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African Americans are critical to helping fight ALS

Janel Johnson, Ph.D. | 9/26/2014, 7 a.m.
By now, we have all probably seen the Ice Bucket Challenge. It is wonderful that people from all walks of ...
Dr. Janel Johnson is a staff scientist at the National Institute on Aging at the National Institutes of Health. (Courtesy Photo)

By now, we have all probably seen the Ice Bucket Challenge. It is wonderful that people from all walks of life come together to use social media for such good. The unity and generosity of hundreds of thousands of participants from different backgrounds has done even more than lead to donations of tens of millions of dollars to non-profit organizations in the name of ALS, it has raised awareness of this devastating condition.

Many people now know about ALS— amyotrophic lateral sclerosis— also known as Lou Gehrig’s disease, a devastating condition in which patients develop progressive muscle weakness leading to paralysis and death by respiratory failure, typically within two— three years of the first symptoms. The urgency of finding a cure is nationally recognized.

How do researchers intend to cure ALS? One of the first steps is to figure out what genes are damaged and lead to the disease. To find these genes, scientists are comparing the DNA of people with the disease to the DNA of people who do not have it. After genes are identified, the hope is that therapies will be developed to target what is damaged. In several diseases, it has already been shown that some people will respond better to one treatment over others because of the DNA they carry.

A troubling fact is that African Americans do not often volunteer for genetics research studies. As an African American and an ALS researcher at the National Institutes of Health, I rarely receive and study DNA from African Americans. Without African-American DNA in research studies, it is unclear how often we get ALS. That frighteningly, has the potential to leave African Americans out of the equation when effective treatments for the disease are developed. It also hinders us scientists from learning everything about the disease regardless of ethnicity. We need comprehensive information about DNA from all backgrounds to know more precisely how the disease works.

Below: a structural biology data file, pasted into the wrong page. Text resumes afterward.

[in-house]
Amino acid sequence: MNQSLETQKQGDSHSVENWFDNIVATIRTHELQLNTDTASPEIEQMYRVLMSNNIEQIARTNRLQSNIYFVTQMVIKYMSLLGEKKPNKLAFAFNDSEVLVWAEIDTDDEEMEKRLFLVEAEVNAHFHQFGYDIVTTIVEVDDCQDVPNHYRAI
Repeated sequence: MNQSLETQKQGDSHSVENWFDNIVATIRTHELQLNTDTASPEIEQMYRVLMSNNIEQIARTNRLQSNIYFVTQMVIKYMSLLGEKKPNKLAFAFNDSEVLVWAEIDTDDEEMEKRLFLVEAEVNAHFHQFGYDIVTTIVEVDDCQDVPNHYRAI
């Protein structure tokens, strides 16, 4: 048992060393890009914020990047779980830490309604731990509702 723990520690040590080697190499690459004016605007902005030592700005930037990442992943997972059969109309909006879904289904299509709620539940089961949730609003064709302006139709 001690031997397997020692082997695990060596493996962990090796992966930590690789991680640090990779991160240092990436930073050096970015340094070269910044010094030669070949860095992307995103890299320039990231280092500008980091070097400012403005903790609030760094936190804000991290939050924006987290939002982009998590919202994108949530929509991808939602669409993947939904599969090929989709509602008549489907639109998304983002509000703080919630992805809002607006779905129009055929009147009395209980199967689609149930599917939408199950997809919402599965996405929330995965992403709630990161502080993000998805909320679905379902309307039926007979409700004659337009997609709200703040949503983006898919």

So, what can African Americans do to help take us toward a cure for ALS? Here are a few steps to consider:

•Enroll in a genetics research study if you are suffering from ALS or a disease like ALS. Donating DNA is quick and simple. It can be a blood donation. If you are scared of needles, you can donate saliva.

•If you are not suffering from ALS, educate yourself about the disease so that you can disseminate the information to help others make informed decisions about study enrollment.

•Volunteer with non-profit organizations on outreach initiatives.

The last several months have shown that the spread of information and action can allow us to bond as human beings and have a profound impact on others. The ALS community is grateful to have seen a range of people— from our sisters and brothers, to our neighbors, to athletes like Lebron James, entertainers such as Lady Gaga, and political leaders such as President George W. Bush, take up the Ice Bucket Challenge and take notice of ALS.

I am now challenging African Americans to help us continue on the path to a cure by doing what it takes to make sure we are included in genetics study of ALS. My research team is conducting a study. If you or a family-member are affected with ALS or a related disorder, we hope to hear from you. You can e-mail us at cc100h@nih.gov to find out more.

Janel Johnson, Ph.D. is a biologist who works in the NIA Laboratory of Neurogenetics, performing research on amyotrophic lateral sclerosis (ALS). She was inspired by the recent Ice Bucket Challenge to reach out to the African American community about the need for more participation in ALS research.